Re: What's The Latest On Roundup Herbicide?

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If you don't cut up corpses for a living, you're toast.
-paghat the ratgirl
--
"Of what are you afraid, my child?" inquired the kindly teacher.
"Oh, sir! The flowers, they are wild," replied the timid creature.
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Why do you keep running away, paghat? C'mon, what's good for the goose is good for the gander.
Who do *you* work for?
What are *your* scientific credentials?
Oh, and of course my challenge stands.
One, just one, scientific article in a peer-reviewed journal that claims to show that Roundup is dangerous to humans when used as directed. Just one. One teeny itsy bitsy article.
All the personal attacks in the world can't change the fact that you can't come up with a single article.
billo
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That's not an answer. *Who* do you work for?

Oh, don't sell yourself short. Please, go ahead and list your scientific credentials.
billo
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On 19 Aug 2003 03:02:54 GMT, snipped-for-privacy@radix.net (Bill Oliver) wrote:

Hey Billo believe it or not the rest of the world somehow manages to stumble it's way through life without a Phd and even make reasonable decisions. After all you continue this discusion all the while remaining clueless.
"Acts of creation are ordinarily reserved for gods and poets, but humbler folk may circumvent this restriction if they know how. To plant a pine, for example, one need be neither god nor poet; one need only own a good shovel. By virtue of this curious loophole in the rules, any clodhopper may say: Let there be a tree--and there will be one"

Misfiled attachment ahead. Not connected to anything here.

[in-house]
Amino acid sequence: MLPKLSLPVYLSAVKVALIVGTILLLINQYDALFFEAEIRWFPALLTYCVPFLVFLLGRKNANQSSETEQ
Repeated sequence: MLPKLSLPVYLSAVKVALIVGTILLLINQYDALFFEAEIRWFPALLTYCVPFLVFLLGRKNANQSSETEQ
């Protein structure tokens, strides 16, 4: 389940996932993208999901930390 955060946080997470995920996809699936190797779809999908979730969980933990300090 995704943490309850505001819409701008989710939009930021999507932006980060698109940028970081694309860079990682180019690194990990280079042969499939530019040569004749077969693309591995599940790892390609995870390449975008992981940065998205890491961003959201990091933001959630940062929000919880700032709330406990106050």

Aldo Leopold
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On 19 Aug 2003 12:39:33 GMT, snipped-for-privacy@radix.net (Bill Oliver) opined:

I know many people with degrees who are social idiots. Literally.

You are starting to sound very creepy.
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Oh, I am sure you do. But this is a *scientific* question, not a popularity contest. Or is your argument that "Roundup is toxic because I am the most popular person on the block."
Well, now that you mention it, that *does* seem to be the gist of y'alls argument.

As opposed to Tom's dragging it in as a topic and what paghat as been writing about forensic pathology?
Funny thing, that. It wasn't "creepy" when you guys decided to make and issue of it. It's only "creepy" when I request equal disclosure.
What kind of secrets are you guys hiding? *That* is "creepy."
billo
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On 19 Aug 2003 13:40:21 GMT, snipped-for-privacy@radix.net (Bill Oliver) opined:

Oooo, a scientific question. No such thing as perfect science. Again and again I will tell you that the agchem industry has many of their facts eliminated altogether from their *scientific, peer reviewed data* and I don't trust it. Not for a long, long time.

I read about one sentence in paghats rants and my head spins. She is either way too intelligent for me, or way too full of shit. Either way, I can't get through much more than a sentence.

I have no secrets. I won't post my work address to you, if that's what you mean. I work at home. I'm a house wife. A house frau. A gardener, retired, free of working at the wheezing fluorescent tubes of the work place.
However, I stand on solid ground that, Roundup is not safe as table salt and indeed does cause damage to soil where VAM fungi live and without fungi, many plants could not exist. But do use it, drink it, baths are good too. Just not in my house, please.
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Well, thanks for filling us in on your ethics, but you still have not provided any of the information you think is so important.